It’s a far-too-frequent occurrence that impacts many different groups. For us, it was being asked to justify autistic behavior that seemed “weird.” For a parent of a child with ADHD, it could be being asked to explain your child’s “bad behavior” to a stranger while the child is struggling to regulate their emotions. For a person who has privately experienced fertility challenges, or had one or more miscarriages, it could be being asked to explain why they had to “just leave” a baby shower before the event was over. For a Black girl, it could be asking to explain why she’s “so upset” and “making such a big deal” out of her hair being touched by a white child who is “just curious.”
If you were to attempt to write down each individual situation like this, it would rival the length of Santa’s Naughty/Nice List in The Santa Clause’s foyer-full-of-boxes form or a single printed receipt from CVS Pharmacy— absolutely massive.
It can feel overwhelming at times, knowing that there are so many different sets of circumstances out there; trying to figure out how to be sensitive to them all. But the easiest go-to solution doesn’t come from us knowing everyone’s personal stories. That would be impossible. It doesn’t come from each of us having an in-depth working knowledge of every type of disorder or disability that a human can experience. That would require an ungodly amount of work that most of us simply don’t have the time or the bandwidth to do.
Would it have been badass if that mom on the beach knew that the “weird” behavior my daughter was engaging in was something called stimming, and that it’s an incredibly common behavior for people with autism to exhibit? Totally.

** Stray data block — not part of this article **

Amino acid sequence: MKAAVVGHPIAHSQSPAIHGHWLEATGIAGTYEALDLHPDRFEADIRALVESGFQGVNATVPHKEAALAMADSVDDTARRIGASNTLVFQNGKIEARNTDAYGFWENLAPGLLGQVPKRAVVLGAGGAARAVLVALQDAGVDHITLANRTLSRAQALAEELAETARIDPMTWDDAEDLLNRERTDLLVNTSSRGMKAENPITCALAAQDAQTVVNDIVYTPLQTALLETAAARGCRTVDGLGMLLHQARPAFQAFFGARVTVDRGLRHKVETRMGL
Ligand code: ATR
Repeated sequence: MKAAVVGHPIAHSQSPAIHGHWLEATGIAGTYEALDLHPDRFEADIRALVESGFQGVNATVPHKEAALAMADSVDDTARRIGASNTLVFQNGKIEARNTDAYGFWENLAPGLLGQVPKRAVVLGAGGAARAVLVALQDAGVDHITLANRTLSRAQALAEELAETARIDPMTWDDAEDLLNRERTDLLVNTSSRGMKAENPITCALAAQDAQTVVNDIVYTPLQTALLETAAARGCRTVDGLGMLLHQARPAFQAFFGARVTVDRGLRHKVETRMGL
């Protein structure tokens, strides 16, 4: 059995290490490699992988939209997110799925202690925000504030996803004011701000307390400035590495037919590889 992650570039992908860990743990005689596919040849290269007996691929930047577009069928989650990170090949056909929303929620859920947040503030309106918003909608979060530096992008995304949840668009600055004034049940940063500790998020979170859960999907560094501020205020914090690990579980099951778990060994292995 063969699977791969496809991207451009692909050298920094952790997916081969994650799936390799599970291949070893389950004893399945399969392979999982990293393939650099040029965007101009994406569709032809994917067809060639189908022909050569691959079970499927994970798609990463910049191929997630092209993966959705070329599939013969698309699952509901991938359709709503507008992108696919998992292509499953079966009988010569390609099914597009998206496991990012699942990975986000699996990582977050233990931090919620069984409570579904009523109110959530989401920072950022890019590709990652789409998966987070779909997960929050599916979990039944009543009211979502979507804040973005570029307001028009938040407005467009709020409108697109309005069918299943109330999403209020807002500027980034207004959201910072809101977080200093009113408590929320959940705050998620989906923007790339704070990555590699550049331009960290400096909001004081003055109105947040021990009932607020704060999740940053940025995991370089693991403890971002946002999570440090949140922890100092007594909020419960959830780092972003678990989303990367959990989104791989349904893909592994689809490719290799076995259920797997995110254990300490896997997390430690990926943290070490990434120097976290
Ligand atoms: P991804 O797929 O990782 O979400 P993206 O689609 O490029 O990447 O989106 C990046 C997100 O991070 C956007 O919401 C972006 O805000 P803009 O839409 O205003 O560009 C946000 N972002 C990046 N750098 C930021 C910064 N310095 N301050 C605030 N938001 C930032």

Would it have been even better if she used her working, in-depth knowledge of Autism Spectrum Disorder to educate her justifiably-curious son in a way that painted people with ASD as fully-valid human beings whose brains are just wired a bit differently? Yes.
Would it have been amazing if she had done all of this subtly and tactfully, without interrupting my daughter and I on our beach date, turning it into a teachable moment without requesting that we give up part of our morning to become the teachers of our own disability? Yeahhhh, y’all. It would have been cool as hell.
It’s always nice when you feel seen and understood, and increasing our understanding of lived experiences that differ from our own is work we should all be partaking in as often as possible. But was it necessary for all of this to happen for the interaction to be a positive one? No. Not at all. The bare-bones necessary in that particular moment that the mom failed to implement was to simply act with some genuine empathy and kindness.
It should never take me telling someone that my daughter is autistic for them to stop staring at or speaking to her with judgmental condescension. If I have to tell a stranger that my daughter is autistic for them to be kind, quite frankly, the person I’m telling has already fucked up. Royally. My daughter, like all human beings, is worthy of basic kindness, even if she seems “weird” or “different.” Being “weird” or “different” or “not making sense” does not make a person an open target for jeers, jokes, or judgmental jargon.
One of the most game-changing shifts that we can unitedly make when moving throughout the world and interacting with one another is to make kindness and empathy the default energy we put out into it. To move away from trying to “figure everyone out” to our liking and casting judgement upon others when we “just don’t get” whatever it is we’re seeing. To change from an “I just don’t understand” mindset to a “There may be something going on that I’m not seeing” one.